Psychographic targeting may be a thrilling, challenging, introspective and strategic cornerstone of social marketing campaigns that leads to #GreatSuccess immediately. It may also be solid in theory, less mind-blowing in practice, and heavily scrutinized once the somber reality of poor initial performance settles in 24 to 48 hours after launching a new campaign. In these turbulent times, it’s wise to keep campaign longevity at the forefront of decision-making, have a strategic plan in place for such scenarios, and know as many pivotable options as possible. Aimclear loves targeting, as evidenced by some amazing hot houses over the summer. We also love long-term success, which often involves tweaking audiences, pulling various ad set level levers, and/or pivoting strategically, when necessary. Let’s take a look at a few next steps one may take if initial targeting isn’t hot enough and Facebook campaigns are under-performing out of the gate.
Not enough traffic
When confronted with unexpected low reach (which sets off a domino effect of low impressions, low click-through rate, low conversion rate, and a low feeling in your stomach) from the onset of a campaign, target targeting! You may quickly realize you don’t have the budget to pay for the very specific, thinly data-sliced, multi-layered audience you’re seeking. In such scenarios, go big. Consider removing third-party partner data, which may be a bit more pricey than first-party, Facebook-provided demographic targeting. Audiences may grow rapidly with each layer removed, but thanks to Facebook’s algorithm, which serves ads to those it believes will interact more frequently, there’s no need to panic. If running ads to a variety of audiences, pull performance data by audience and look for targeting trends that correlate with performance metrics. Use findings, both positive and negative, to gradually broaden audience scope. Expand geo-targeting from 10 to 15 miles, explore alternative ad placements (like expanding to Audience Network to include Facebook-approved mobile app and mobile website ad placements), and consider the benefits of posting organically before putting paid amplification behind a post (to get the most out of potentially lost organic traffic). Do something! You won’t know until you try.
Increased reach, lack of action
More crossroads appear when confronted with plenty of reach and impressions, but a low amount of desired activity. Like a herd of unaware zombies, the numbers are there, but it’s not resulting in any action! Regardless of conversion type (link clicks, social engagement, video views, etc.), one would be wise to first consider creative. Test multiple variations of ad creative and let data drive decisions. Insider tip: Create an easy-to-decode ad naming convention that speaks to as many aspects of creative as possible. By using said system to denote variation in text, headline, link description, image and call-to-action button, slicing and dicing data to determine what works and what doesn’t will be a piece of cake. Finally, consider alternative ad types (like carousel or video) to engage audiences in a manner they are more likely to respond to. By catering and adapting to an existing, large audience with improved creative and a focus on action, social marketing mavens better their odds of long term success (and surviving a suddenly aware mob of zombies).
Landing page problems
Perhaps performance metrics are positively trending through the roof (win for targeting and creative!), but certain landing-page-related goals, like lead form fills, product downloads or RSS subscriptions, aren’t being met. It would be wise to address this lack of external conversion as early as possible. Review landing page analytics and pay close attention to site performance metrics such as average session duration, pages per session, site speed and bounce rate. Use these key performance indicators to diagnose landing page problems like loading issues, missing information and unclear calls-to-action. A few (hopefully) quick changes to improve user experience could be the difference between campaign success and failure. More important, even if fine-tuning doesn’t lead to an upswing in external goal completion, it may keep users (ridiculously) happy and potentially open to a return visit or two.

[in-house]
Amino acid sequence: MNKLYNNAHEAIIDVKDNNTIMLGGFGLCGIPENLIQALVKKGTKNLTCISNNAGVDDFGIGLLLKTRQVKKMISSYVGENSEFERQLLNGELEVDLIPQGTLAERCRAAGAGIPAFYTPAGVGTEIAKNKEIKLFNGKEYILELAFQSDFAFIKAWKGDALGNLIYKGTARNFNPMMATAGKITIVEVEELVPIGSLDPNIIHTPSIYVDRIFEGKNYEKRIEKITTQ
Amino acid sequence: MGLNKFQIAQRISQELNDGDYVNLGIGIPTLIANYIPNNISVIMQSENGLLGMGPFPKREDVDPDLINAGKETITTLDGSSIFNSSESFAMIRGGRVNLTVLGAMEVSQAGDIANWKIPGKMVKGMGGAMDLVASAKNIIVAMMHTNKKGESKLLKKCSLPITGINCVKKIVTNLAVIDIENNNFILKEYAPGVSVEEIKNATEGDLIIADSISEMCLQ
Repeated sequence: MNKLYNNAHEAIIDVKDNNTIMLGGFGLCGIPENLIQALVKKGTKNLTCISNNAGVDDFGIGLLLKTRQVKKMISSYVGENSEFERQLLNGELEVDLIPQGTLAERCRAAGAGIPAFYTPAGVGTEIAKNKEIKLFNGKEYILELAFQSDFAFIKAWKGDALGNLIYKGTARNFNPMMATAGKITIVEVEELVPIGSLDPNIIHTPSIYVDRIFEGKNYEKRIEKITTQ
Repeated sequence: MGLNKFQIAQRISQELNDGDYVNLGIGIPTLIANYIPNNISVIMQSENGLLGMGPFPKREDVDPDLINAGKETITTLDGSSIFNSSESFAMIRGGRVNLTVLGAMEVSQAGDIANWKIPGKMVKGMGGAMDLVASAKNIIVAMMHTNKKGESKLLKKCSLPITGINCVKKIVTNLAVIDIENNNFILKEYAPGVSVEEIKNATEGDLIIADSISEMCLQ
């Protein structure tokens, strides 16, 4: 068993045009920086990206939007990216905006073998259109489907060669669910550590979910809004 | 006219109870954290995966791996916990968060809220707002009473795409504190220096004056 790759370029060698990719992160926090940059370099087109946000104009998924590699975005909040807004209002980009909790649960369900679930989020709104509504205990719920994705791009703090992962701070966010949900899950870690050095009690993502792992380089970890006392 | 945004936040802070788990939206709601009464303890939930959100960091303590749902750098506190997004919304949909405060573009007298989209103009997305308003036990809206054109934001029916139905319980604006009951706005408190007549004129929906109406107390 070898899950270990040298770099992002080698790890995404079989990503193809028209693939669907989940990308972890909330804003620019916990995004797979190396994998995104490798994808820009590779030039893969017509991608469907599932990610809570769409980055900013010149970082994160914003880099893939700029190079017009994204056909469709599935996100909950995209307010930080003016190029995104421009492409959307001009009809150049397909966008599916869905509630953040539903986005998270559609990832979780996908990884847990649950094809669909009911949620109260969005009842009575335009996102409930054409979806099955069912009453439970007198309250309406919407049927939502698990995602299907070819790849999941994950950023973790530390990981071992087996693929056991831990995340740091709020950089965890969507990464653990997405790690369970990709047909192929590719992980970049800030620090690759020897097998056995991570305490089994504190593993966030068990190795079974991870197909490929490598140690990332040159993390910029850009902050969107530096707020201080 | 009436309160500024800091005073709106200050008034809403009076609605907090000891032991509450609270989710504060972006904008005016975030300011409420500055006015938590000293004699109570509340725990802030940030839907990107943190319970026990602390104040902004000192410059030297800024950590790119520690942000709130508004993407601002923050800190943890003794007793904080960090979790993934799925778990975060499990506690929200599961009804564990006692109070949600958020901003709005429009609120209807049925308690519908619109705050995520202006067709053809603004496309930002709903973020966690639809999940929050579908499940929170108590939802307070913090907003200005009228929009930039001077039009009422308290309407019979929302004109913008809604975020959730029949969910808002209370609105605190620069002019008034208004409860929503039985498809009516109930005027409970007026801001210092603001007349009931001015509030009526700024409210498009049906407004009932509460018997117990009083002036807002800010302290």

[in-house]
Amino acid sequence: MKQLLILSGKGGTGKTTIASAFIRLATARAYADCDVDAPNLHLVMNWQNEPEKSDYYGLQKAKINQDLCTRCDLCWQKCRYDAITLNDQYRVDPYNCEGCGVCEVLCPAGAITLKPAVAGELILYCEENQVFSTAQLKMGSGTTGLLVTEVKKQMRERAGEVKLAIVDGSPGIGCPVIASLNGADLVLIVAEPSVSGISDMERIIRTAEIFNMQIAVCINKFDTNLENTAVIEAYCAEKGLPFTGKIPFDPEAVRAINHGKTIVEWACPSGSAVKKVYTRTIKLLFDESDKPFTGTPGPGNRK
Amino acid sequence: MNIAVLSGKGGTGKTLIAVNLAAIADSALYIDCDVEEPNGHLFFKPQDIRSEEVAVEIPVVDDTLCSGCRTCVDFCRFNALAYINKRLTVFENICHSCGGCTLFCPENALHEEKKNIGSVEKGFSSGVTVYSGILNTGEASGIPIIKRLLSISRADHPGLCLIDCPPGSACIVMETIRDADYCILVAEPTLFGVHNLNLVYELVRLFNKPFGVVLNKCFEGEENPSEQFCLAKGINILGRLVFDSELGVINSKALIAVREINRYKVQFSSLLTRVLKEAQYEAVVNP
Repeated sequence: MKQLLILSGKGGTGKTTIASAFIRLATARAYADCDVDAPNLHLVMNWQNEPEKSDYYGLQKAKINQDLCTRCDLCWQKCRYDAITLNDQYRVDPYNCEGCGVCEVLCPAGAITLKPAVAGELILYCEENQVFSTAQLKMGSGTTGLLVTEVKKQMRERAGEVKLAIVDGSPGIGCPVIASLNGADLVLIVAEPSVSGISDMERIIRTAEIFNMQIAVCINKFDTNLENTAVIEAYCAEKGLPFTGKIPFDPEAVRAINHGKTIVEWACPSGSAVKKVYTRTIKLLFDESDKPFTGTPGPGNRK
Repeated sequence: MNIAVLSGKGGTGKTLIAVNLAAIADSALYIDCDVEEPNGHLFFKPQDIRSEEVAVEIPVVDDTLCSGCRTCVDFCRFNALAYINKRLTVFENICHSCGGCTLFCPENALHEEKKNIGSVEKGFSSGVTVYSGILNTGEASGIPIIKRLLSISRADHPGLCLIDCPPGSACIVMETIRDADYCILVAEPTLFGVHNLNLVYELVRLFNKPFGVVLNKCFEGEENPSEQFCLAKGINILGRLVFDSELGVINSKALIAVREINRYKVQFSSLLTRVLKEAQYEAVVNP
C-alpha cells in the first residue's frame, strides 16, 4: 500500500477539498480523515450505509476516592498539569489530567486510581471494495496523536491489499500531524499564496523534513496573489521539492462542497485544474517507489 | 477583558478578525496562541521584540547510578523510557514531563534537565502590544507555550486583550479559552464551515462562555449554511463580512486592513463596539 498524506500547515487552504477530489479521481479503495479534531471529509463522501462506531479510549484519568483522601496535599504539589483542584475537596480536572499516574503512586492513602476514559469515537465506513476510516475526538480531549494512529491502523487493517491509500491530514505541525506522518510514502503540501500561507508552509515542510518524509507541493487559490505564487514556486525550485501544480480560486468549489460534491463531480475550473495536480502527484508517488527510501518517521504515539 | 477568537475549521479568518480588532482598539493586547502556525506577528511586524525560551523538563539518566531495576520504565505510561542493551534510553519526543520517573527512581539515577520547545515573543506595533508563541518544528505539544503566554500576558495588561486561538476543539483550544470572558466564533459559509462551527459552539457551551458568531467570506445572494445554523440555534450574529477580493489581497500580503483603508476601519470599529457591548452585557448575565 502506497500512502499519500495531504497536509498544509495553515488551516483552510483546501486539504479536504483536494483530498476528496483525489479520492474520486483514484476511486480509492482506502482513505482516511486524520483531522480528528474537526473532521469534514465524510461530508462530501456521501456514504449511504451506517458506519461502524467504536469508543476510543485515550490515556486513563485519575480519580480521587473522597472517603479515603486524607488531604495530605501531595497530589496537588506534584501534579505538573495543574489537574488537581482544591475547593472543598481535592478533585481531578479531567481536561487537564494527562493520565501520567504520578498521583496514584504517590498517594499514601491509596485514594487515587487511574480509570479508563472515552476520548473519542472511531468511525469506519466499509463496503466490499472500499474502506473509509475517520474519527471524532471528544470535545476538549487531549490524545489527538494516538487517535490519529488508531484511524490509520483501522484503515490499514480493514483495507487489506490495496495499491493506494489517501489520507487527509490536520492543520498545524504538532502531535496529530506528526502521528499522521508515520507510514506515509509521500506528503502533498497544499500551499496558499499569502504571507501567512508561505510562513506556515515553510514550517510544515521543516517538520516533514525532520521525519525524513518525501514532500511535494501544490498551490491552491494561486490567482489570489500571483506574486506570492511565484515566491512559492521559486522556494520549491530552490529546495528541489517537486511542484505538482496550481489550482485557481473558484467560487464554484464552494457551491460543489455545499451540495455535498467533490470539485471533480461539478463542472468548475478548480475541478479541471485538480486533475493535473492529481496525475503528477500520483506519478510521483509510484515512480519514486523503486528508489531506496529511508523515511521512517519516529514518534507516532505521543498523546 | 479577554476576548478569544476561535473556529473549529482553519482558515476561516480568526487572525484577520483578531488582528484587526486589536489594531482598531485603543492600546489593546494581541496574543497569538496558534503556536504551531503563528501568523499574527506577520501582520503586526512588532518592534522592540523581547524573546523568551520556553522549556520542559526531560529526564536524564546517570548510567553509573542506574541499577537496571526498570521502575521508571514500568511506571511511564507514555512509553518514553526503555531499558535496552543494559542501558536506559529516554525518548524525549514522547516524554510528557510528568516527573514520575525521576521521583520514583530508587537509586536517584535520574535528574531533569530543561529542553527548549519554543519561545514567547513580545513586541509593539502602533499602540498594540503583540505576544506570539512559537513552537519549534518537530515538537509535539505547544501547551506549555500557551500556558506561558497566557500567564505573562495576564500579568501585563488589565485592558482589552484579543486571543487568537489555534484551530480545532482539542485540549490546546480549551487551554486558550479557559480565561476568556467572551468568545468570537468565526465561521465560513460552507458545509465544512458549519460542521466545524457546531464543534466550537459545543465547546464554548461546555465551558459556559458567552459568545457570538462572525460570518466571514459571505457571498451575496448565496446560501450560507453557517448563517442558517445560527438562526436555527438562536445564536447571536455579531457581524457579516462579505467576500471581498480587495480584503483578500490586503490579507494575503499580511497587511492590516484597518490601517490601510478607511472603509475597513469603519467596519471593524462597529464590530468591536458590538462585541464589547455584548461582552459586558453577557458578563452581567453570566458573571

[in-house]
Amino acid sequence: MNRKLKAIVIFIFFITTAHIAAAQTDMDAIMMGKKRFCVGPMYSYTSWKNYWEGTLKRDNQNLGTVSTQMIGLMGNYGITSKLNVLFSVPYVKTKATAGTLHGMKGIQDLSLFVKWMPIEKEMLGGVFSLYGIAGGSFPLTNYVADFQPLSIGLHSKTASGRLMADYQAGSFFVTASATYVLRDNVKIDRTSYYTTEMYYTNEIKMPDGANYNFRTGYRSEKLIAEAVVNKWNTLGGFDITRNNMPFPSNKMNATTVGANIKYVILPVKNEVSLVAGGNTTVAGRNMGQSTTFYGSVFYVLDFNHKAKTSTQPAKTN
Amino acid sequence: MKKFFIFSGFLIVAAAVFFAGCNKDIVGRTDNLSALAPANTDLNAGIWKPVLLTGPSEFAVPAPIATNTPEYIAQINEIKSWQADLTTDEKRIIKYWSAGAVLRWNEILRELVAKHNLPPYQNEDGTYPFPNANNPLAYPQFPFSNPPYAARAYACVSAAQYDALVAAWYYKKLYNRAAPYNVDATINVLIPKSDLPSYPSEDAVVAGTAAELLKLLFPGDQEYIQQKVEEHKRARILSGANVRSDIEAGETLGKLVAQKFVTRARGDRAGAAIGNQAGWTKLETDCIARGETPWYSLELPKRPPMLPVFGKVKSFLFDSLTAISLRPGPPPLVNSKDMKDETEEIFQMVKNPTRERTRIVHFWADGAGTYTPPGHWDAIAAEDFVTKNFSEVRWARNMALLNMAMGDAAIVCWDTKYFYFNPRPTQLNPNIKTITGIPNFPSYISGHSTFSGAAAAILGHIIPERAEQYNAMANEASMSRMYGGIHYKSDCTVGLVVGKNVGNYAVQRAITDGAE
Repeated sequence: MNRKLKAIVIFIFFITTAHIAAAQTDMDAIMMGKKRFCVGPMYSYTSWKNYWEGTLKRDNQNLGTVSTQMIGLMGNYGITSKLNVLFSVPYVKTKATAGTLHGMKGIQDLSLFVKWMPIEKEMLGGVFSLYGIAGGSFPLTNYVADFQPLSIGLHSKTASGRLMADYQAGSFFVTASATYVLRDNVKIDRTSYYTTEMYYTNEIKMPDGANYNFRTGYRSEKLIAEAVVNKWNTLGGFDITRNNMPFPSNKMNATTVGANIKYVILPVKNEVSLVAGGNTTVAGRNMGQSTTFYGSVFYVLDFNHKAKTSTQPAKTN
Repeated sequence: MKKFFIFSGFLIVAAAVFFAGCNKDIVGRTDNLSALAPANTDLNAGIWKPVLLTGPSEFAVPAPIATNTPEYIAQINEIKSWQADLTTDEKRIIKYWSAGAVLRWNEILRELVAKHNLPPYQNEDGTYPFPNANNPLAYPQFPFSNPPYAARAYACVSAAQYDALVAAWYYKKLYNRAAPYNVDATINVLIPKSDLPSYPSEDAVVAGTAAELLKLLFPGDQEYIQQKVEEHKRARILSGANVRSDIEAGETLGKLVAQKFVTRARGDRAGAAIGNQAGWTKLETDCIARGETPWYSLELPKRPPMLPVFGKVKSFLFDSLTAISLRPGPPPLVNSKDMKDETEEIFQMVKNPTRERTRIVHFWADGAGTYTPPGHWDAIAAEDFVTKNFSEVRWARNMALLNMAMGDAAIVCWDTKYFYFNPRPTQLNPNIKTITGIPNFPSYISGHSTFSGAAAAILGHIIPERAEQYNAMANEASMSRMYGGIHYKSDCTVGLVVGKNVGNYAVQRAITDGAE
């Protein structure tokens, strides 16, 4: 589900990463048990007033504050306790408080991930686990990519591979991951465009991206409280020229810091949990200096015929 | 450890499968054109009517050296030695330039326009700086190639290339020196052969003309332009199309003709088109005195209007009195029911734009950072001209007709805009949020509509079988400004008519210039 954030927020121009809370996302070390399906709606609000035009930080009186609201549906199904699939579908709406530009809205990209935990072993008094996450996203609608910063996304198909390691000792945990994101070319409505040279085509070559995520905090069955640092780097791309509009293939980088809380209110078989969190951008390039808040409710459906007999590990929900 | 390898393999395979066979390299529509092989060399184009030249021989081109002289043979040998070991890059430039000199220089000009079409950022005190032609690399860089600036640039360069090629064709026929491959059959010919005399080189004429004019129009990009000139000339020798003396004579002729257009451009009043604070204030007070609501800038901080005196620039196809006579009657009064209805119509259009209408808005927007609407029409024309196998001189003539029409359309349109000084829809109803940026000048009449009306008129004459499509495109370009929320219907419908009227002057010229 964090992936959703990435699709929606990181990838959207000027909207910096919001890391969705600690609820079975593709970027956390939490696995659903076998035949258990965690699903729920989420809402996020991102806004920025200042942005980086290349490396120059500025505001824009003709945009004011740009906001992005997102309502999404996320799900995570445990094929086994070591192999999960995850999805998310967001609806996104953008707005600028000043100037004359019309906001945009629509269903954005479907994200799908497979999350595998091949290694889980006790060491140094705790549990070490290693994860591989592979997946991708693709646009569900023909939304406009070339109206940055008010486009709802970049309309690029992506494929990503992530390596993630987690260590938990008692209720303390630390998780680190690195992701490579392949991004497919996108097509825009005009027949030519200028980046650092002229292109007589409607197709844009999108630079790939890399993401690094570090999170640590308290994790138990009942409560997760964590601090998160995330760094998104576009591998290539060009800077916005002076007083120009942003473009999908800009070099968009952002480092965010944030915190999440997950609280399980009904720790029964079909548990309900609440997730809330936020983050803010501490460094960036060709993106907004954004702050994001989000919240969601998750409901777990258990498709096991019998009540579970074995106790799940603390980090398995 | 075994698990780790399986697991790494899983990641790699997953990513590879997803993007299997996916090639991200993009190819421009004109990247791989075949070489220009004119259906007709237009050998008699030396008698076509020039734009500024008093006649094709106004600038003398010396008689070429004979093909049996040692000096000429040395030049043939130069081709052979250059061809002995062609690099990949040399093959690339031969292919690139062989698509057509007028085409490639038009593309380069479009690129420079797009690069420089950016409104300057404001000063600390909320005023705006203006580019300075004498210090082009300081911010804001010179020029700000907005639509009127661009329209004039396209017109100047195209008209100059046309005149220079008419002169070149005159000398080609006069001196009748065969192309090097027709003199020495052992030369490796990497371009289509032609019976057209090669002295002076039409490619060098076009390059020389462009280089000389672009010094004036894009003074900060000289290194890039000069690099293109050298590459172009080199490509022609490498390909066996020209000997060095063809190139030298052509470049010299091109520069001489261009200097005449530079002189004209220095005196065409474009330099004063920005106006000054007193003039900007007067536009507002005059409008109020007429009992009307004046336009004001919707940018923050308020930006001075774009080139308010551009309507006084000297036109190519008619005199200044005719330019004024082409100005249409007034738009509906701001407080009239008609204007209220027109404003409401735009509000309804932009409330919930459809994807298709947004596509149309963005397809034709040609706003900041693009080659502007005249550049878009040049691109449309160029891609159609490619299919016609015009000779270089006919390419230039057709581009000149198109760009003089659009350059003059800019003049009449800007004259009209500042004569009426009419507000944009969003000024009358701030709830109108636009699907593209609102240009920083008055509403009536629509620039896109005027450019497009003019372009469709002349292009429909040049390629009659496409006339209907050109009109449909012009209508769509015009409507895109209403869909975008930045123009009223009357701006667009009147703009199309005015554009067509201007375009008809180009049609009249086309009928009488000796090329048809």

Load up on tools
To better equip any campaign for long-term success, wise social strategists may find the following tools to be particularly helpful:
- An experienced team: If at all possible, surround yourself with a variety of individuals with unique histories and talents to bounce ideas off of, brainstorm solutions with and challenge initial thoughts. There are many options when it comes to Facebook ad strategy and potential next steps. Plans may fail for lack of wise counsel.
- Scheduled, regular campaign audits: Routinely grab data and stay well aware of your targeted audience. Know as much as possible, as often as possible. Pull reporting by age, gender, location, device, placement, frequency and reach to understand the people behind the numbers.
- Social marketing news system: Keeping up to date on new tools, industry thought leadership and ever-evolving strategic trends could make or break your current or next campaign. Stay up to date with Marketing Land, MediaPost and our very own Aimclear Blog for starters.
With actionable next steps and pivotable landing locations in mind, relish the freedom of knowing options exist to combat poorly performing campaigns and mistargeted audiences. Use newfound knowledge to empower creativity and risk-taking when it comes to initial campaign strategy, settings and approach. Go big or go home. Either way, go different. Lead with your biggest, best, most “I’ve never thought of that before”, “This may just be crazy enough to work” kind of step, and be ready (and excited!) to tweak social settings, pull logical levers and adjust your thinking on ANY given to attain campaign success.